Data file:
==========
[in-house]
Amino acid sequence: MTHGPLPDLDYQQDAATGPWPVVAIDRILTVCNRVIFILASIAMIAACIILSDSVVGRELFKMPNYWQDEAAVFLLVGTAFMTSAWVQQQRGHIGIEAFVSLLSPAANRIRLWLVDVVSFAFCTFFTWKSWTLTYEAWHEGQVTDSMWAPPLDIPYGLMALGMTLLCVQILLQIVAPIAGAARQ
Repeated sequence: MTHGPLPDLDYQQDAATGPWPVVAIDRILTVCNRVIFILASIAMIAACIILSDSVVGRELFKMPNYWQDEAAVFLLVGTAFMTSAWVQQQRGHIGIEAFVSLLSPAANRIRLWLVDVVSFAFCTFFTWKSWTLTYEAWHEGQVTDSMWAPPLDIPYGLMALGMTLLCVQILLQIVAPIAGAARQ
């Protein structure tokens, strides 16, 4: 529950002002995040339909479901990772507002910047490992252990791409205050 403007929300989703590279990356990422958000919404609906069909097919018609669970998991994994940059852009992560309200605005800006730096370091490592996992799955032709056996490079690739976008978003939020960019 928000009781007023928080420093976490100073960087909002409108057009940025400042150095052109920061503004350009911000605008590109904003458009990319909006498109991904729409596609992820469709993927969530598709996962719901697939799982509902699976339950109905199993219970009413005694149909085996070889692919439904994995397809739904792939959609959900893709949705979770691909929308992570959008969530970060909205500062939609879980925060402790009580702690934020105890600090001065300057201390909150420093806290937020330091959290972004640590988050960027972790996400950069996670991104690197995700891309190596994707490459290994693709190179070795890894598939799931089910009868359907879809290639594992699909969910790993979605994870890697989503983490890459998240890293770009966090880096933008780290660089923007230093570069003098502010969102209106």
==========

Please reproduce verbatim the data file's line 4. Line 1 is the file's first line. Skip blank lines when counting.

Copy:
């Protein structure tokens, strides 16, 4: 529950002002995040339909479901990772507002910047490992252990791409205050 403007929300989703590279990356990422958000919404609906069909097919018609669970998991994994940059852009992560309200605005800006730096370091490592996992799955032709056996490079690739976008978003939020960019 928000009781007023928080420093976490100073960087909002409108057009940025400042150095052109920061503004350009911000605008590109904003458009990319909006498109991904729409596609992820469709993927969530598709996962719901697939799982509902699976339950109905199993219970009413005694149909085996070889692919439904994995397809739904792939959609959900893709949705979770691909929308992570959008969530970060909205500062939609879980925060402790009580702690934020105890600090001065300057201390909150420093806290937020330091959290972004640590988050960027972790996400950069996670991104690197995700891309190596994707490459290994693709190179070795890894598939799931089910009868359907879809290639594992699909969910790993979605994870890697989503983490890459998240890293770009966090880096933008780290660089923007230093570069003098502010969102209106």